I focus on user experience.
What should you do?
You aren’t going to be able to control your rankings for every single one of your keywords… especially if you are doing SEO the right way.
The majority of your traffic should be coming from long tail phrases. Just look at my blog, I rank for 477,000 keywords.
That’s far too many keywords to track on a regular basis.
I focus on 3 things:
- Create an amazing user experience – Google doesn’t want to rank sites at the top that are the “best optimized.” They want to rank the site that users love the most at the top. So, focus on providing that and, in the long run, you should rank higher.
- Overall organic traffic growth – keywords have trends and they change in popularity over time. Instead of focusing on a handful of keywords or even a few hundred, I just focus on increasing my overall organic traffic. As long as it keeps climbing quarter over quarter, I’m happy.
- Conversion rate – more traffic doesn’t guarantee more sales. I continually optimize my conversion rates so that each additional organic visitor I get has a higher chance to convert into a customer.
And I know I said I focus on 3 things, which is true… but every once in a while I focus on one more thing. It’s updating my old content.
If I had to add in a 4th, it would be updating my old content. Even though I know SEO fairly well, there is no guarantee the even my traffic keeps going up and to the right.
Just like you, my traffic drops every once in a while.
It sucks when your traffic just drops 6.94% in a week and it is scary when that trend continues. But when it does happen, follow this and you can reverse the trend of your declining traffic.
Which strategy should you follow?
There are a few SEO strategies I use to get more traffic that still work well today. If you follow them, you should get more traffic over time:
- Globalization – search isn’t too competitive outside of English. That is changing fast though, so I would follow these globalization tips as soon as possible.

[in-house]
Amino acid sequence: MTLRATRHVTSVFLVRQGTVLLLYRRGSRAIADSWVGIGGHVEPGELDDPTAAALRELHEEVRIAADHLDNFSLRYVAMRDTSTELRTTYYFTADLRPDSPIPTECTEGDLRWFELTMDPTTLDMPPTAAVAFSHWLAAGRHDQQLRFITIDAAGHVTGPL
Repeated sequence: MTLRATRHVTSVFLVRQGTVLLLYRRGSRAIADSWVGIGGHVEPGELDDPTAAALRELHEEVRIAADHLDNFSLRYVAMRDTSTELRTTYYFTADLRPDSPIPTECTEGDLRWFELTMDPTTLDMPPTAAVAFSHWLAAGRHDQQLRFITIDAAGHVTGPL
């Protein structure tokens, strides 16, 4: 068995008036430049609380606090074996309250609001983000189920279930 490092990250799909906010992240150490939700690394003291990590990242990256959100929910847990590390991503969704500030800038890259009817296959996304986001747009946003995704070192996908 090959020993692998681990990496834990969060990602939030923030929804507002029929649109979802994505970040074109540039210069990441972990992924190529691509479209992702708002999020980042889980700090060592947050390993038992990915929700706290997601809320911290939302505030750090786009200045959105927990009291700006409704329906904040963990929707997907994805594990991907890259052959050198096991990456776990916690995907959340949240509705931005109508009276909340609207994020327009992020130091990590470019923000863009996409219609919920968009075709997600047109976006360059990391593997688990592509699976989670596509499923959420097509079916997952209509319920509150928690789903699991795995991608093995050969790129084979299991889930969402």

- Off-page SEO – it still impacts rankings significantly and you can’t ignore it. Here are 6 off-page strategies you should follow.
- Link building – here’s one of my favorite strategies for link building… it works really well. Even if you have a new site and no one knows who you are, you will be able to build links using it.
- Land and expand – you already rank for terms on Google. This strategy will allow you to turn one ranking into hundreds.
- Brand building – Google wants to rank brands higher than non-brands. Follow this as it will help you build a brand.
There are tons of other tactics and strategies that people are using, but the 5 main ones I mentioned above still work well in today’s competitive search landscape.
Yes, you want to continually improve your search traffic over time, but obsessing over whether or not a keyword is ranking number 1 doesn’t mean much.
SEO has moved to a long-tail strategy. The goal isn’t to rank for one keyword, or even a hundred or a thousand… the goal is to rank for hundreds of thousands if not millions of keywords over time.
And as long as that trend is continually going up and to the right, you’re fine.
One way to see if things are going directionally right is to use Ubersuggest. When you put in your domain, you’ll see a chart that looks something like this:
You want the total number of keywords to increase over time and you want the small green bar to continually go up over time as that means a higher portion of your listings are moving up in Google.
So, are you going to continue focusing on rankings?